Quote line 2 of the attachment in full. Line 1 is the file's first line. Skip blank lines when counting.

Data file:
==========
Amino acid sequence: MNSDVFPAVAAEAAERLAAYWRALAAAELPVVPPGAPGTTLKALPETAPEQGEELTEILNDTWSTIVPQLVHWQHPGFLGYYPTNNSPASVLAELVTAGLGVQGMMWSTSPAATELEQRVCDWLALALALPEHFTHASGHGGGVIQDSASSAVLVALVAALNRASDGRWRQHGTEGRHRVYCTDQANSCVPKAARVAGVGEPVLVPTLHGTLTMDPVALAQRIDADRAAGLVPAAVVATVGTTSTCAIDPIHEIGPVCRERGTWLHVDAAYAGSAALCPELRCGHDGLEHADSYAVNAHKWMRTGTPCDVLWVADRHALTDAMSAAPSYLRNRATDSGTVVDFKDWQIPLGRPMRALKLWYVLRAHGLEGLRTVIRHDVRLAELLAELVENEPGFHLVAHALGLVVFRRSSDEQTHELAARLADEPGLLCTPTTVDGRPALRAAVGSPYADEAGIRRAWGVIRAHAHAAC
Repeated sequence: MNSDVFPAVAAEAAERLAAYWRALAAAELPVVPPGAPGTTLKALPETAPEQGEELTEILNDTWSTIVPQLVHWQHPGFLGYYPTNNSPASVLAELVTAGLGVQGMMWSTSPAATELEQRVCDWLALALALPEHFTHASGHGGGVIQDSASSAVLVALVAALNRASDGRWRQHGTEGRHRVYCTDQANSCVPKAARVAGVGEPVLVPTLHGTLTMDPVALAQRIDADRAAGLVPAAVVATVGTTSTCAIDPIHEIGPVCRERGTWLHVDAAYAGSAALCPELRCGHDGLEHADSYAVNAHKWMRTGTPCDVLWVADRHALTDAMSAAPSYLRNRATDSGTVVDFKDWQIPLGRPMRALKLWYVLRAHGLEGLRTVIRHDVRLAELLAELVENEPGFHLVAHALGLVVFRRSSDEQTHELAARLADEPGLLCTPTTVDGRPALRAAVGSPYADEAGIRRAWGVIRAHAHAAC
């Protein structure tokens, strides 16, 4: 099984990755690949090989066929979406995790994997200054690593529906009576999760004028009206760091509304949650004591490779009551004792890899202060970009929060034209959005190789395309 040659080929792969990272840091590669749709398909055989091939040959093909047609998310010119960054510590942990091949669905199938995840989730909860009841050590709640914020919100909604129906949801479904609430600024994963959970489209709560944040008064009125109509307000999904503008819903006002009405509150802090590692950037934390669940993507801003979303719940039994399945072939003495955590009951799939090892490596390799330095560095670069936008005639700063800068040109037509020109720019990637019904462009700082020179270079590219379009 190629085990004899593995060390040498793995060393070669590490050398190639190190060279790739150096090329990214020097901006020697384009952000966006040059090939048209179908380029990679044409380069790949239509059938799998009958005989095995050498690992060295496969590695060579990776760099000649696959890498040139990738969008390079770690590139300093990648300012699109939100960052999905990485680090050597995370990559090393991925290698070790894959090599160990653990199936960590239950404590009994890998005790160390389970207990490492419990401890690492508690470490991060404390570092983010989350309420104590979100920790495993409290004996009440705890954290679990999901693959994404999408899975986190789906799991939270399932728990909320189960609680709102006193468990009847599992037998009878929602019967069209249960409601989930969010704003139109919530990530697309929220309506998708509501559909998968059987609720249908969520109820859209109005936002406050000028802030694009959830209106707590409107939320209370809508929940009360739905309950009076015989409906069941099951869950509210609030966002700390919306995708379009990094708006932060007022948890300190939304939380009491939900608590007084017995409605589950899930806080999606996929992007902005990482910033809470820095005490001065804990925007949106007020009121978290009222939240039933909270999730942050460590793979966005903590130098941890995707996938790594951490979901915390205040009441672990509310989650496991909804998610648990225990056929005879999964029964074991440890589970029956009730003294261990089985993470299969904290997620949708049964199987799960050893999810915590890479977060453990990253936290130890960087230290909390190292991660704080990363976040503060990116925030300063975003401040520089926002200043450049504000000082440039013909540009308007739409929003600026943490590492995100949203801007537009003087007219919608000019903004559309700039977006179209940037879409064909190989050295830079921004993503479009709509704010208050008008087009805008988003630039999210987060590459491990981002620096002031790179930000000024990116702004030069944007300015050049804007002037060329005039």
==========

Repeated sequence: MNSDVFPAVAAEAAERLAAYWRALAAAELPVVPPGAPGTTLKALPETAPEQGEELTEILNDTWSTIVPQLVHWQHPGFLGYYPTNNSPASVLAELVTAGLGVQGMMWSTSPAATELEQRVCDWLALALALPEHFTHASGHGGGVIQDSASSAVLVALVAALNRASDGRWRQHGTEGRHRVYCTDQANSCVPKAARVAGVGEPVLVPTLHGTLTMDPVALAQRIDADRAAGLVPAAVVATVGTTSTCAIDPIHEIGPVCRERGTWLHVDAAYAGSAALCPELRCGHDGLEHADSYAVNAHKWMRTGTPCDVLWVADRHALTDAMSAAPSYLRNRATDSGTVVDFKDWQIPLGRPMRALKLWYVLRAHGLEGLRTVIRHDVRLAELLAELVENEPGFHLVAHALGLVVFRRSSDEQTHELAARLADEPGLLCTPTTVDGRPALRAAVGSPYADEAGIRRAWGVIRAHAHAAC